Together at last: The UPR and HSR

Li et al. identify a link between the unfolded protein response and the heat shock response.

Plant Cell

By Zhaoxia Li and Stephen Howell

Plant Sciences Institute, Iowa State University, Ames, Iowa USA

  Background: In the face of climate change, heat stress tolerance is a critical trait in crop plants. Plants have evolved different mechanisms for responding to heat stress and to protect themselves from the damaging effects of high temperature. One mechanism is the unfolded protein response (UPR) in the endoplasmic reticulum (ER) of cells. Heat interferes with protein folding in the ER and when unfolded proteins accumulate the UPR is activated. The UPR activates genes that help proteins fold in the ER and aid in mitigating the damage caused by heat. Another mechanism by which plants respond to heat is through the heat shock response (HSR) in the cytoplasm. In the HSR, heat shock transcription factors are transported from the cytoplasm into the nucleus to turn on a different set of genes that encode heat shock proteins (HSPs). The HSPs likewise prevent protein misfolding and keep them from aggregating in response to heat. Therefore, the UPR and HSR both respond to heat stress, but they operate in different cellular compartments.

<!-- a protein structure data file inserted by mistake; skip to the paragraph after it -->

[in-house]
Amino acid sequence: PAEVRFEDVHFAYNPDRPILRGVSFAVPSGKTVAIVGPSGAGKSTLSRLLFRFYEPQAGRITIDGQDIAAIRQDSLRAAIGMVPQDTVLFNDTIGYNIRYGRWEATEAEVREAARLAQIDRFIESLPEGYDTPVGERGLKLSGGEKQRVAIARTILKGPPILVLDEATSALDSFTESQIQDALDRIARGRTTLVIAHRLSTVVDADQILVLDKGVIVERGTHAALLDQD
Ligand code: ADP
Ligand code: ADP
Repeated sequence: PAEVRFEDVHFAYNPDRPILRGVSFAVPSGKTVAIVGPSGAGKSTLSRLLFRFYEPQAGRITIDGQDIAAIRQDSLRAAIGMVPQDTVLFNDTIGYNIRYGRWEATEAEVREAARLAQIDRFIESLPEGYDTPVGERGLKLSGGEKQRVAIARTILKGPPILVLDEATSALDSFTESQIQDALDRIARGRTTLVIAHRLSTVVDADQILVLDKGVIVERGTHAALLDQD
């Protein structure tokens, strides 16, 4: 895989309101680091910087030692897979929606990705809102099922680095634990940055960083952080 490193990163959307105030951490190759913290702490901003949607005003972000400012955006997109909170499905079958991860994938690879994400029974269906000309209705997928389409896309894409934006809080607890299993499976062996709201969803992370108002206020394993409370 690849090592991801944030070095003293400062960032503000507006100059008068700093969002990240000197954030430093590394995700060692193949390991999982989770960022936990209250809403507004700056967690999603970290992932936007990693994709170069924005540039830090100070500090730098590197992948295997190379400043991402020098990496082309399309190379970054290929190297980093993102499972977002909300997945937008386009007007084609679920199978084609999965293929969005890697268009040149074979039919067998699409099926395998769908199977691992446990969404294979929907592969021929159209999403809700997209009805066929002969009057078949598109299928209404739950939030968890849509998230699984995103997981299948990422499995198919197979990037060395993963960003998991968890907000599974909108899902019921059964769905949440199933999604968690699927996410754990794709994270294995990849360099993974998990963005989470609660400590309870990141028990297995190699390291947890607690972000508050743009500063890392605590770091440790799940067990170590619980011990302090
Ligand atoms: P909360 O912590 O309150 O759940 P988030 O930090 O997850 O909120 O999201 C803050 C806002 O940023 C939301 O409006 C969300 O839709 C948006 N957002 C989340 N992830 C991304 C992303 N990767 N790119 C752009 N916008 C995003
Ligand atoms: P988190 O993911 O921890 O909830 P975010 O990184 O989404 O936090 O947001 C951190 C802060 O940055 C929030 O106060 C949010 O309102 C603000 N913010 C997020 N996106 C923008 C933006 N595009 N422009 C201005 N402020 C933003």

Question: The UPR and HSR are thought to function independently in their different cellular compartments, but is there any linkage between them?

Findings: We found a link by which the UPR contributes to the HSR in maize. One of the UPR genes that is activated by heat is a powerful transcription factor, called bZIP60. It is activated in a unique way by splicing of its mRNA so that the mRNA encodes a form of bZIP60 that can be imported into the nucleus. bZIP60 then targets the expression of a heat shock transcription factor that is central to the HSR. Thus, this major product of the UPR activates the transcription of a factor in the HSR which, in turn, upregulates the expression of a constellation of HSPs.

Next steps: These experiments were carried out in a controlled environment facility called the Enviratron. We can use this system to incrementally change different combinations of environmental conditions to be able to predict how plants will respond to small changes in environmental conditions expected to happen as a result of climate change.

Zhaoxia Li, Jie Tang, Renu Srivastava, Diane C. Bassham and Stephen H. Howell. (2020). The Transcription Factor bZIP60 Links the Unfolded Protein Response (UPR) to the Heat Stress Response (HSR) in Maize. Plant Cell; DOI: